Saturday, May 25, 2013
More Than 40 Babies Affected By MRSA At Providence Neo-Natal Unit
Hospital asked for state help in stopping spread of infection
ANCHORAGE-It has been more than six months since Methicillin-resistant Staphylococcus aureus (MRSA)-the drug-resistant staph infection-was discovered on babies in Providence Medical Center's neo-natal intensive care unit.
More than 40 babies have been affected and, as the Eye Team found, the MRSA outbreak is still causing problems, even after the state was called in to help stop the spread.
Of those babies, “four to five” of them are currently colonized with MRSA, Providence officials say.
A spokesperson for the state Department of Public Health says it has issued multiple reports to Providence with recommendations on how the hospital can stop the spread.
A Providence spokesperson says the staff has quarantined and treated any and all babies who have been affected.
“It's a very, very vulnerable population with the neo-nates,” said Dr. Michael Cooper of the infectious diseases unit with the Alaska Department of Health and Social Services. “These kinds of colonizations and outbreaks with MRSA can go on for months and sometimes years.”
The MRSA outbreak in the Providence NICU has been going on since March. In those six months, dozens of babies have been found with the same MRSA strain on their skin, in their noses or in their tracheas.
“It is not clear at all where it came from,” said Dr. Michael Acarregui, executive medical director of The Children’s Hospital at Providence. “We haven’t been able to identify a source. I think there are some thoughts about a particular baby that may have been initially colonized.”
A smaller number of babies were actually infected with MRSA, but neither state nor hospital officials would say exactly how many.
“A couple of the babies have had surgeries for some stomach issues and they found the MRSA growing there,” Cooper said.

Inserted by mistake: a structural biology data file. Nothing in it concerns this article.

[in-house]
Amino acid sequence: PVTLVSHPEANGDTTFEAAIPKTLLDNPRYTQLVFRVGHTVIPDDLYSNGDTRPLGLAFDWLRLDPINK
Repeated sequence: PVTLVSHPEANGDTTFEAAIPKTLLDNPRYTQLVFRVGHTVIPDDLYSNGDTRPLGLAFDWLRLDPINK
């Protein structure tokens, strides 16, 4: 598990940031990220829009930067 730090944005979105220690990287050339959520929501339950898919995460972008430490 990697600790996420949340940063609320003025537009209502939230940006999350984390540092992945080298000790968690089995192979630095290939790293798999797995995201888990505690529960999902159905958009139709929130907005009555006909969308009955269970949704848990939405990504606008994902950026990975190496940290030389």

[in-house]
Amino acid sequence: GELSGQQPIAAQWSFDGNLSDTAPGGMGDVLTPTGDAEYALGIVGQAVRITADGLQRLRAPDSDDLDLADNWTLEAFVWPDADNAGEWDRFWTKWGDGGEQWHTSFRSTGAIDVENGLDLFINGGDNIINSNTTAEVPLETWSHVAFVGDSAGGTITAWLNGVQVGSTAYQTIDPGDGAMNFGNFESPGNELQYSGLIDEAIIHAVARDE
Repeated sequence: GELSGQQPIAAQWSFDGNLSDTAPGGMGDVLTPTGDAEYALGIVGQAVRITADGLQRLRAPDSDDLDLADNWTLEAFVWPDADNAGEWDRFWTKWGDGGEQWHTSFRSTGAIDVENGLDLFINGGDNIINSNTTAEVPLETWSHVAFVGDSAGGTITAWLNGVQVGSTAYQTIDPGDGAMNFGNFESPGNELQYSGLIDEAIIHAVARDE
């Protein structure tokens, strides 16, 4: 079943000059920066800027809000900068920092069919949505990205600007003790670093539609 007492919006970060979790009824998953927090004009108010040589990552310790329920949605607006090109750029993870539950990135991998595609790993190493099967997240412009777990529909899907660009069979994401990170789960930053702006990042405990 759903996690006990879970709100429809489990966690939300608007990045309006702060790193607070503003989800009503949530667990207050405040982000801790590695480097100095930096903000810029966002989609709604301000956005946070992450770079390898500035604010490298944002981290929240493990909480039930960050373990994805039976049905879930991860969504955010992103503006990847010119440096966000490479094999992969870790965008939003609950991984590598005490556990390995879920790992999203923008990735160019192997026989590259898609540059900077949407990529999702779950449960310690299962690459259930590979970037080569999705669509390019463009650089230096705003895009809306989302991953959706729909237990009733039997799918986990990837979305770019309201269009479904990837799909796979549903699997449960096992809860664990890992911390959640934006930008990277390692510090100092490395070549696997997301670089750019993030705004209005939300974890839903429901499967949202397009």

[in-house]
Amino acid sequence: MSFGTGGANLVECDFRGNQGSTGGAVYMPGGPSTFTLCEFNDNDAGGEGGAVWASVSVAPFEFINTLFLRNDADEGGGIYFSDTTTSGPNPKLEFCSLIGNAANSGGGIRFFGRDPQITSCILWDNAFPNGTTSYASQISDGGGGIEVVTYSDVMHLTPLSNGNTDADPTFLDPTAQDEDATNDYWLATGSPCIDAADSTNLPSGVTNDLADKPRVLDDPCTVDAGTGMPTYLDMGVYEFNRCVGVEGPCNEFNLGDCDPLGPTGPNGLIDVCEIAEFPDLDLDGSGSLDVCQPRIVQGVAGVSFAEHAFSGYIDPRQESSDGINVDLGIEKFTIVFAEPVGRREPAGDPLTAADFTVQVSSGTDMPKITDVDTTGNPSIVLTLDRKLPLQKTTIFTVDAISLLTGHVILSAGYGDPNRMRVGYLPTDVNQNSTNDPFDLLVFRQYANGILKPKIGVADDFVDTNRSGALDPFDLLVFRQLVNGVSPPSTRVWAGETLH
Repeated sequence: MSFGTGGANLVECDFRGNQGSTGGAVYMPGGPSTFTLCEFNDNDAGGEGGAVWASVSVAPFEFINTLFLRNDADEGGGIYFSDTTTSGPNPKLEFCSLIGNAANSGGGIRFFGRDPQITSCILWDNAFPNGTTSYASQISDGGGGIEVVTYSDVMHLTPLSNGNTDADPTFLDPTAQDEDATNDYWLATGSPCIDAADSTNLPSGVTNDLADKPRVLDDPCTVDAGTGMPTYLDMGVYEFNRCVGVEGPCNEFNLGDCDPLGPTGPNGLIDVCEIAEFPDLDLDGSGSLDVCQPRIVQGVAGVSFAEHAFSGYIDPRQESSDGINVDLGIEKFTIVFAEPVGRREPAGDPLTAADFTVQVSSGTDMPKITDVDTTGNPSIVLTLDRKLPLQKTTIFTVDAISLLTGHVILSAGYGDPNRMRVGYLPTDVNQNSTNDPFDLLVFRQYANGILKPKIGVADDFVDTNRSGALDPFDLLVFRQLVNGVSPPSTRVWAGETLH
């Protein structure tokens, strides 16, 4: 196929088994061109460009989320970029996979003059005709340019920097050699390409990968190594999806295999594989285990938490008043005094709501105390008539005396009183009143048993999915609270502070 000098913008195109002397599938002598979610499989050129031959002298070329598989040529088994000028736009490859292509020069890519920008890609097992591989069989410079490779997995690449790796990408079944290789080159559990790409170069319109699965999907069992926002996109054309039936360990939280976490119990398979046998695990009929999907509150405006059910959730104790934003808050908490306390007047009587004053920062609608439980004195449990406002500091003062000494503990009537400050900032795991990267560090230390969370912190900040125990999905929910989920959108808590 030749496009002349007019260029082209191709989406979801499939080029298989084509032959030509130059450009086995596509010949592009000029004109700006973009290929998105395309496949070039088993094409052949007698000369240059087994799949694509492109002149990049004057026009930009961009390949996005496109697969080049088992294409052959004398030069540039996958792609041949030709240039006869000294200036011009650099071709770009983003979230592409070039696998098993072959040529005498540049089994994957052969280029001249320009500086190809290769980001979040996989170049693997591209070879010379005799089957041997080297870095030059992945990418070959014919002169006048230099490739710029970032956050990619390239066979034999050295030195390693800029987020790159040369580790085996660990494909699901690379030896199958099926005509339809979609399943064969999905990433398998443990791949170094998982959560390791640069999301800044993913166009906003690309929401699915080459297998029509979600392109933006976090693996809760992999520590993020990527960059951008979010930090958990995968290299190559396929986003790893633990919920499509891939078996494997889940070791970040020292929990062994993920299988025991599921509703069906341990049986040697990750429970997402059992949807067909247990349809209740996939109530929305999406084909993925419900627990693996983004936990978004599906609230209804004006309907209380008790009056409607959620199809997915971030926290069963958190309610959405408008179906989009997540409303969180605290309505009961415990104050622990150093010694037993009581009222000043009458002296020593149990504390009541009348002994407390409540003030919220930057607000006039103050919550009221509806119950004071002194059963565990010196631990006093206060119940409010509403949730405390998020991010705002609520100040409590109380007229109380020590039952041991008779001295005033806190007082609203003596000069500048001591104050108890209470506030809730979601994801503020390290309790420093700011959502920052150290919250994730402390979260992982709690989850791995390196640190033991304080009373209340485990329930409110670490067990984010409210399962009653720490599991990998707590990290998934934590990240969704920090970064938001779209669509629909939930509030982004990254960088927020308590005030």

It’s a potentially dangerous situation for the smallest of patients who often already have weakened immune systems.
“Any infection is cause for alarm and treatment, and they were all handled appropriately and very quickly,” Cooper said.
Normally, hospital infection outbreaks are handled solely by the hospital. But in this case, the outbreak was so big, Providence called in the state to help to “give recommendations and not only try to find a source, but equally as importantly, stop this infection as quickly as we could,” said Cooper.
Over the last few months, as many as eight state public health employees have been working with Providence, observing doctors and nurses in the NICU, trying to find and stop the spread of the MRSA strain.
“There were very minor lapses found here and there,” Cooper said. “That is common in every single unit of every single hospital across the country. If you were to send a team in and do observations (you would see) a couple of breaks here and there with hand washing; inadequate cleansing between patients of a bed or device.
“I think the lapses that have occurred are not uncommon in intensive care units. But at the same time, we are working hard to correct all of those,” Acarregui said.
Inadequate washing and disinfecting may have added to the spread of MRSA in the NICU, but so far, the source of the infection has not been identified.
“We can surmise, we can try to guess what might have happened, but at this time, there is no smoking gun,” Cooper said.
With no clear answers about a source, state health officials are focused on finding common denominators between the MRSA cases to figure out why some babies were infected and others were not.
But, Cooper said, this MRSA outbreak could take many more months, and even years, to completely eradicate.
Providence officials say there has not been a MRSA infection in the NICU since May, which they say means what they are doing to fight the bacteria is working.